While rookies use tactics, pros use processes
So, let’s get started!
You’ve probably been hearing for tactics. People are talking about tactics, everywhere.
“I learned this great hack where you can get thousands of emails.”
“Let’s do CRO to our landing pages.”
“Let’s A/B test our website buttons.”
“I heard Lead Nurturing and Lead Magnets are awesome.”
“Let’s add a referral option to our app and go viral.”
That's all really nice and attractive. Who doesn't want to grow exponentially?
But with all those growth tactics available, how come that 75% of venture-backed startups fail?
Well, having a bunch of screws, bolts and tools doesn't build a machine.
First, you have to find your process- a schematic if you prefer, and then identify which tactics might work in your favor.
Probably most of the content you find about growth is wrong because most of the content is about tactics. 😵
“Stop looking for tactics first, and start focusing on establishing a growth process.” — Brian Balfour
Another great individual to follow is Sean Ellis, he’s the Founder and CEO of GrowthHackers.com. Before that, he led early growth strategy at Dropbox, Lookout, Eventbrite, LogMeIn (launch to IPO), Uproar (launch to IPO).
Sean talked about high tempo testing.
“We grew from 90,000 MAU to 152,000 MAU in about eleven weeks without spending a dollar on advertising or increasing the size of our growth team.” — Sean Ellis
The more tests you run, the more you learn about how to grow your company. So the goal here is to run as many tests per period of time as possible.
That’s the main idea behind high tempo testing.
Growth is about running experiments, analyzing results, and learning quickly. And for this, you really need two things:
- A method for running experiments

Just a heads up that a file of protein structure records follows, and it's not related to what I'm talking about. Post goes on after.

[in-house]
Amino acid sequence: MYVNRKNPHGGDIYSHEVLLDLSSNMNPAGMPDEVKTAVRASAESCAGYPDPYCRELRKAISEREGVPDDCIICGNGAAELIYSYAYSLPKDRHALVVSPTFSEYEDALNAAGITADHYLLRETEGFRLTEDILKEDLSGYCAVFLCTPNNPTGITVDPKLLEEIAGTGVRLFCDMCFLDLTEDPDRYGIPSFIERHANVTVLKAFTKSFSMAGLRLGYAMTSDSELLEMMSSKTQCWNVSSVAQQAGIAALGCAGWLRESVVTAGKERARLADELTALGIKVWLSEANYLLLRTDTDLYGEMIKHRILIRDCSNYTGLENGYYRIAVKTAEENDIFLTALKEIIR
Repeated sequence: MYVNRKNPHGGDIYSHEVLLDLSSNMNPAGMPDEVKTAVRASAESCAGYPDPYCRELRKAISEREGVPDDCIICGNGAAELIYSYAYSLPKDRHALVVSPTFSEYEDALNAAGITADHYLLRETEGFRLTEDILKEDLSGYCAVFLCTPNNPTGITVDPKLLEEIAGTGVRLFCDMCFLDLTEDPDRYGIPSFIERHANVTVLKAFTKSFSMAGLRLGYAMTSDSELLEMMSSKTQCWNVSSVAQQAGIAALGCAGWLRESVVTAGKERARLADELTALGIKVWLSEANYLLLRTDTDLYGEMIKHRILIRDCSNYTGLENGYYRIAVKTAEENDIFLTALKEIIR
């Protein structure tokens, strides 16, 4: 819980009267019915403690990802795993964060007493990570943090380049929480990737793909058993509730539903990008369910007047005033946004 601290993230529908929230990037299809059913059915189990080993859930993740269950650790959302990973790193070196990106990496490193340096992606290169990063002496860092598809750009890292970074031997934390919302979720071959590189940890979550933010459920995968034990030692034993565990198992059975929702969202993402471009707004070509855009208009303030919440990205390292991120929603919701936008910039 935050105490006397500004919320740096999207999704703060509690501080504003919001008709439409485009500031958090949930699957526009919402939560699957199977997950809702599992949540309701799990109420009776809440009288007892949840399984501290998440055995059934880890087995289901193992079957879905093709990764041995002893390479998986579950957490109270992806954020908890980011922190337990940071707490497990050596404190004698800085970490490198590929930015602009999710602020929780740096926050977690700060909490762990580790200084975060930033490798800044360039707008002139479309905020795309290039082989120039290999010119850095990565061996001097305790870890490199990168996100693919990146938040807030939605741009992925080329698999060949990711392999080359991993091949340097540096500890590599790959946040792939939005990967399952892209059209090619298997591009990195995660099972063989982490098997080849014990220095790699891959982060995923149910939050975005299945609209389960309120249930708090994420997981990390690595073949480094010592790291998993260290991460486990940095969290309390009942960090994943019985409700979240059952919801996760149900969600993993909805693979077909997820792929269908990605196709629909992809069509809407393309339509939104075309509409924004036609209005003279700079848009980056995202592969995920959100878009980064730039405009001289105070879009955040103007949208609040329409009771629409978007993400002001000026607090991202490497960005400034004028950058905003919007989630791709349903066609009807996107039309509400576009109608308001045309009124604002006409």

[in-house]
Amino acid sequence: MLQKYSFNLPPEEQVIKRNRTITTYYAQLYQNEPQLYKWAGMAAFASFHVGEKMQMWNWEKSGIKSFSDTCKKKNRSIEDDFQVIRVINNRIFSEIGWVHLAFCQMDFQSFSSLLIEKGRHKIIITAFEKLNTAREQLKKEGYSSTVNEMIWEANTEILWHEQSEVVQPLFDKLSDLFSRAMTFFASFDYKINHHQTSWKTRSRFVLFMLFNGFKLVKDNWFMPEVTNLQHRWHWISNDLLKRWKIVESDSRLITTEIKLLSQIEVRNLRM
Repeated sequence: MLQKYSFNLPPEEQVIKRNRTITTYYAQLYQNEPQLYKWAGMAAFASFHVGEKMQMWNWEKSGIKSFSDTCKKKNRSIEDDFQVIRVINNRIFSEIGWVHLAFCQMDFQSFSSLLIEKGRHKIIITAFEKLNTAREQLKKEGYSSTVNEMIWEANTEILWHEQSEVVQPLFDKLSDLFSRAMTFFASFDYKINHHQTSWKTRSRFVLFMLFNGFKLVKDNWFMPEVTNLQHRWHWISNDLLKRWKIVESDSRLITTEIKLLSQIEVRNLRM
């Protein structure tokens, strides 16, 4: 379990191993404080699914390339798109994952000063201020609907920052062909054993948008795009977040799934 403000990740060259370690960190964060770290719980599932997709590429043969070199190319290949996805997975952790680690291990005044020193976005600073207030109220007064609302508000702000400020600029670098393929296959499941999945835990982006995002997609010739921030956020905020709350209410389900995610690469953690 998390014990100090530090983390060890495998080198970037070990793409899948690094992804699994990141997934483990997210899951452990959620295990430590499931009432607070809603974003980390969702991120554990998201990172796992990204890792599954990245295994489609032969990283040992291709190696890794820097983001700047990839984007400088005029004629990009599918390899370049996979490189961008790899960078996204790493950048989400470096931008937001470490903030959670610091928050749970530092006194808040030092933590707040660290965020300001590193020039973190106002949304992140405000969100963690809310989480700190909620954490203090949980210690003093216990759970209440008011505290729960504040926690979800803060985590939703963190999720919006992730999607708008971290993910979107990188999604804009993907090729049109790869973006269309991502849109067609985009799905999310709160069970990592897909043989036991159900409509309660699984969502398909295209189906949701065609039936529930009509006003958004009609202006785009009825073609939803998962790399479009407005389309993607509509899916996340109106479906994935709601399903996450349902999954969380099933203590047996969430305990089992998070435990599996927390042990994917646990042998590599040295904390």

- A system for tracking and reporting
By running an A/B test once a month doesn’t count! You need a process, a tempo.
Keep the same tempo for every team member over there!
What we do in Viral Loops
We read a lot.
We test a lot.
We (try to) systemize everything.
We’ve built a weekly process which helps us have everything documented and in order. The truth is that growth is the sum of small parts, there is never a silver bullet.
You can grow by putting effort into many small things and not in a few big. That’s how you’ll learn your channel, product, and customers better than your competitors and this will help you take risks based on those learnings.
Learnings are everything.
Failed experiments liver-punched me enough times to make want to quit. But the shock was an indicator that my team was doing something in a very wrong way.
Keeping a tight documentation about your learnings will save you a ton of time if you aim to grow your team anytime in the future.
Imagine having to teach all the past failures to every new team member. Nightmare.
Your fails should be accessible company-wide, at any moment. It makes it easier to draw the big picture.
“The only way to tackle growth is to get the whole company focused on it” — Sean Ellis
We try to systemize our process for testing and learning in order to keep a tempo.